It’s hard to believe, but there are whales living in the waters off Bangkok, and you can spend the day whale watching in one of the city’s most surreal experiences.
Recently I went whale watching in Bangkok – not a sentence I thought I’d ever find myself writing. But less than two hours drive from the heart of the city you can be on a boat heading out into the Gulf of Thailand in search of Bryde’s Whales.
Bryde’s whales (pronounced Bruda, ironically named after Norwegian Johan Bryde who set up a whale butchering station in South Africa back in the late 1900s) are resident pretty much all year round in the shallow calm waters off Samut Songkhram province, one of Thailand’s major fishing and fish processing areas. Samut Songkhram is actually a separate province and city to Bangkok, but the endless urban sprawl of the metropolis means it feels like you’ve never left the city limits until you arrive at the sea.
After a 6 am start from Sathorn and a minivan ride to the small pier under Bung To bridge, we headed out in the whale spotting boat, marvelling at the flat calm of the water. The trip is organised by the small Love Wildlife charity, with these fortnightly trips for a maximum of 15 wannabe whale spotters helping to fund the charity’s own data collection on the whales.
With the boat proceeding at a leisurely pace out into the Gulf, I still found it hard to believe we were going to spot whales here in the industrial heartland of Bangkok. The water here is not hideously polluted but it’s not pristine either thanks to the fish and prawn processing industries along the coastline. As we headed out, there were numerous ramshackle huts on stilts scattered across the broad expanse of water, along with plenty of seagulls and terns awaiting an opportunistic feast.
The whale-spotting boat itself is a standard Thai fishing boat converted to a day tripper vessel, with a rooftop sun deck for scanning the sea’s surface and open sides for hanging over the wooden edges to do the same.
After an hour and a half of heading out, the water became distinctly less populated by fishing detritus and progressively more empty and open, with just the blue of sky and sea surrounding us. The mainland was still visible, and just as I was thinking we’re going to have to head out a lot further, the grizzled boat captain gave out a distinctly ungrizzled yelp and pointed out to the left – a big black shape, glistening in the strong sunshine, broke water, a huge dorsal fin clearly visible for a split second and then it was gone.
I couldn’t quite believe it. I knew it’s why we’re here, I knew the volunteers who run the trips have been out here scores of times and virtually always had success, but, but… There are bloody whales in the waters around Bangkok!
The next three hours were basically the same but with more shouting and oohs and aahs only usually heard at a fireworks display as the captain gently circled the boat around and we scanned the water for the whales (yes, plural) to break the surface.
My romantic imagination was somehow expecting them to come up and just sit on the surface to be admired – as it turns out, Bryde’s whales are like nautical ninjas – they come up, take in more air and are gone within a second or so.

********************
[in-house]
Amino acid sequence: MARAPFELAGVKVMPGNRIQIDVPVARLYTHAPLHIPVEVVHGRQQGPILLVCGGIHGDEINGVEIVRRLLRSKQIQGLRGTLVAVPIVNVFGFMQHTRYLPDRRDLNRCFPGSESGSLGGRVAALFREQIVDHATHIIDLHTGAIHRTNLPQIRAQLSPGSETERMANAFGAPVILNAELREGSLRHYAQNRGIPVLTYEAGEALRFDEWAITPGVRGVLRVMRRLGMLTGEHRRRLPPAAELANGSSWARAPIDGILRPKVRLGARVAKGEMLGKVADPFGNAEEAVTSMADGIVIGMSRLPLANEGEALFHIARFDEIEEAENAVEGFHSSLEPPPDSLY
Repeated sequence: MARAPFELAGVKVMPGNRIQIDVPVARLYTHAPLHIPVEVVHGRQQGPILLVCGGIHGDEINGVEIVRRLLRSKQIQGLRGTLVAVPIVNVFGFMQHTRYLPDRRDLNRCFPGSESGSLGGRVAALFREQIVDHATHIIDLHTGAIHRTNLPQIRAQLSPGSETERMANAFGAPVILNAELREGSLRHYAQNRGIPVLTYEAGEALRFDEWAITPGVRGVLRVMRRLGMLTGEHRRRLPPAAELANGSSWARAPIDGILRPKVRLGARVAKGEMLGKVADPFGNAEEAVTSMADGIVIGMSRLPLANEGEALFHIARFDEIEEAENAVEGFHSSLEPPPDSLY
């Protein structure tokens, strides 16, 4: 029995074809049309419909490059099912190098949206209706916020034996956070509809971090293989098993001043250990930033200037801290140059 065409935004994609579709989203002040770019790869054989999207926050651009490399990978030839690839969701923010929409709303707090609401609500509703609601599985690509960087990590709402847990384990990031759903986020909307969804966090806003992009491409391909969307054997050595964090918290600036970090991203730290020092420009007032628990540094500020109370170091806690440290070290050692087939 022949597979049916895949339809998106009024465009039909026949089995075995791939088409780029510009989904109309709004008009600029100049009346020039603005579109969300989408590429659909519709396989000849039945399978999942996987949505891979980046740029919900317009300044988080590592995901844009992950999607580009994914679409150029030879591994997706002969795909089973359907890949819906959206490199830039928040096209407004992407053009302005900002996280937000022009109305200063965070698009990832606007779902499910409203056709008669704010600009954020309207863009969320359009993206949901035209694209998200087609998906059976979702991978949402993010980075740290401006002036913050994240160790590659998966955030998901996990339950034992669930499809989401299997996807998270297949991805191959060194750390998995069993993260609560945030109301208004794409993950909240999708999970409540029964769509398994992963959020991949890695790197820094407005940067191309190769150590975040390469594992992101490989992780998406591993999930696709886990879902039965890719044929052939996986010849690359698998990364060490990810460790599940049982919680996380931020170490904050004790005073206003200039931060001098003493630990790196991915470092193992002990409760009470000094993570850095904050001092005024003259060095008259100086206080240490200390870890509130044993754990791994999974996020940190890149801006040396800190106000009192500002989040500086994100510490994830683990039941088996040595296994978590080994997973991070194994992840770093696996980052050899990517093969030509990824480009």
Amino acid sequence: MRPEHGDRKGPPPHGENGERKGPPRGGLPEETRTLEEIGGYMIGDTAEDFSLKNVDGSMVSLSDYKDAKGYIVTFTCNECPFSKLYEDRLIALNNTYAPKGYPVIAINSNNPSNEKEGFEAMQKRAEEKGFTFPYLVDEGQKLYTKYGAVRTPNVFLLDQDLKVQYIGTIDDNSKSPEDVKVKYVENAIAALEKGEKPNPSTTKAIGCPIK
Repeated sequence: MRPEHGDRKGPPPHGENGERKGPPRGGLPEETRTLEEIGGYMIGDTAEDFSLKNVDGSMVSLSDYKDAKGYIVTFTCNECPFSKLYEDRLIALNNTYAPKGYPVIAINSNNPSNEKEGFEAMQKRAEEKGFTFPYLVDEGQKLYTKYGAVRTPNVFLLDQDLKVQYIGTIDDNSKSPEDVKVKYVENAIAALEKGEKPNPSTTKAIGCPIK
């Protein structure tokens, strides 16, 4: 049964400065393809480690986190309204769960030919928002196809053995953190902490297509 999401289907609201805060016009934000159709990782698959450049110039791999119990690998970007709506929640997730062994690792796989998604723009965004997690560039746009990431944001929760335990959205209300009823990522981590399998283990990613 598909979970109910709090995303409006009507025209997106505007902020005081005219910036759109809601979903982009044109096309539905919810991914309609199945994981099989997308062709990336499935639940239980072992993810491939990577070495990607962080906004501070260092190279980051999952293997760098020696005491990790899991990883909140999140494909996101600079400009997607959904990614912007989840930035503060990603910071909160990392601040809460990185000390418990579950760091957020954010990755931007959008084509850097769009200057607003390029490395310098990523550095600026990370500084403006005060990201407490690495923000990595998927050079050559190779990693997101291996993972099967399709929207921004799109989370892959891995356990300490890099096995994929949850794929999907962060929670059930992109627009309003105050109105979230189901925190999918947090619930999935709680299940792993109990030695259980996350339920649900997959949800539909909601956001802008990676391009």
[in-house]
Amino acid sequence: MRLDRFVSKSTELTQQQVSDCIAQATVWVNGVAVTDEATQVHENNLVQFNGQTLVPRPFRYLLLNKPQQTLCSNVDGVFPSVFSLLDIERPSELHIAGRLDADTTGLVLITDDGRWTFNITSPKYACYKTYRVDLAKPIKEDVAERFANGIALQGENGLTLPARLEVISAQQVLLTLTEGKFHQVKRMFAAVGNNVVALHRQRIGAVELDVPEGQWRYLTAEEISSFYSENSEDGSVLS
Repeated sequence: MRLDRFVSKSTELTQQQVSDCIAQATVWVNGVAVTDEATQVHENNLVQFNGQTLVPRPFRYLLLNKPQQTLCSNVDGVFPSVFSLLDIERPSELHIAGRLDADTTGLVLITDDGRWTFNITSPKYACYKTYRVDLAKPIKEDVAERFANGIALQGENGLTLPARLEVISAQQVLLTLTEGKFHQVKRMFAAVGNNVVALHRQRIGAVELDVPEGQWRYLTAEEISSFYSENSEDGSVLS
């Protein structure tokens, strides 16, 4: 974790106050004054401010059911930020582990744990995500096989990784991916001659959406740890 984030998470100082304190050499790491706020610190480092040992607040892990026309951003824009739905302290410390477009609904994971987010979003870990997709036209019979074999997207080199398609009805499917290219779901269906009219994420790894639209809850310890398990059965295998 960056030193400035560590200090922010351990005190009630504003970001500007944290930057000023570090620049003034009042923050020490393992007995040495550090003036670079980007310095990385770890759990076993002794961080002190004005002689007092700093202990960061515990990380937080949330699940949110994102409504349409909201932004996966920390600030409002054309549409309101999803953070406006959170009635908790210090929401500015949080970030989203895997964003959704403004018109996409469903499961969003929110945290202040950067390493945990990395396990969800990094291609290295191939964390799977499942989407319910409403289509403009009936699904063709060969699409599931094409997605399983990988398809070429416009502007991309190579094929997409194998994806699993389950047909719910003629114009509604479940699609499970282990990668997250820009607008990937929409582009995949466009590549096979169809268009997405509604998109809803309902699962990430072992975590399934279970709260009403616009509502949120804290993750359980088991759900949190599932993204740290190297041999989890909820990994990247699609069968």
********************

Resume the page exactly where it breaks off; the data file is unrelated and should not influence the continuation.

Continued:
Taking photos is an exercise in pure frustration because it’s near impossible to anticipate where they will come up – and once they do, by the time the camera is aimed and focused, they’re heading back down again. You’re also going to need a really big lens – following international guidelines, the boat stays at a respectful distance from the whales, which do sometimes approach and so get nearer, but their speed and distance means a whale selfie is very unlikely to happen. This was a bitter disappointment.
That said, these fleeting glimpses remained fascinating. At first the whales seem like outside dolphins with a similar dorsal fin – but as we got accustomed to the shape, the huge closed mouth is occasionally visible and there’s was very brief flick of a whale tail as one of them dove, just before we left, bringing our whale spotting expedition to a great close.
We arrived back at the pier by about 4pm, and then the journey back into central Bangkok took around 3 hours, due to, unsurprisingly, heavy traffic. So we were back in Sathorn around 7pm.
The staff from Love Wildlife were great all day, spoke excellent English and entertained the several children on the trip during the journey home with a quiz about the whales which they seemed to really enjoy. The volunteers have a real passion but also a definite scientific rigour to what they’re doing – for them, it’s not a daytrip but another chance to gather sighting info and add to their database about the whales behaviour.
The total trip price, including minivan, boat and lunch on the boat (rice and pork or chicken) was 2000 Baht. See their site for more info.
I was hoping to see the Bryde’s whales doing their lunge feeding where they shoot up vertically from several metres below the surface, open their mouths almost 180 degrees and take a massive gulp of water that captures all the small fish within it. This behaviour apparently happens between August to October so I’ll be back up again for sure for a chance to see it – Jason Thompson has an excellent photoset on Flickr shot in the same waters during 2013 that show this amazing feeding pattern.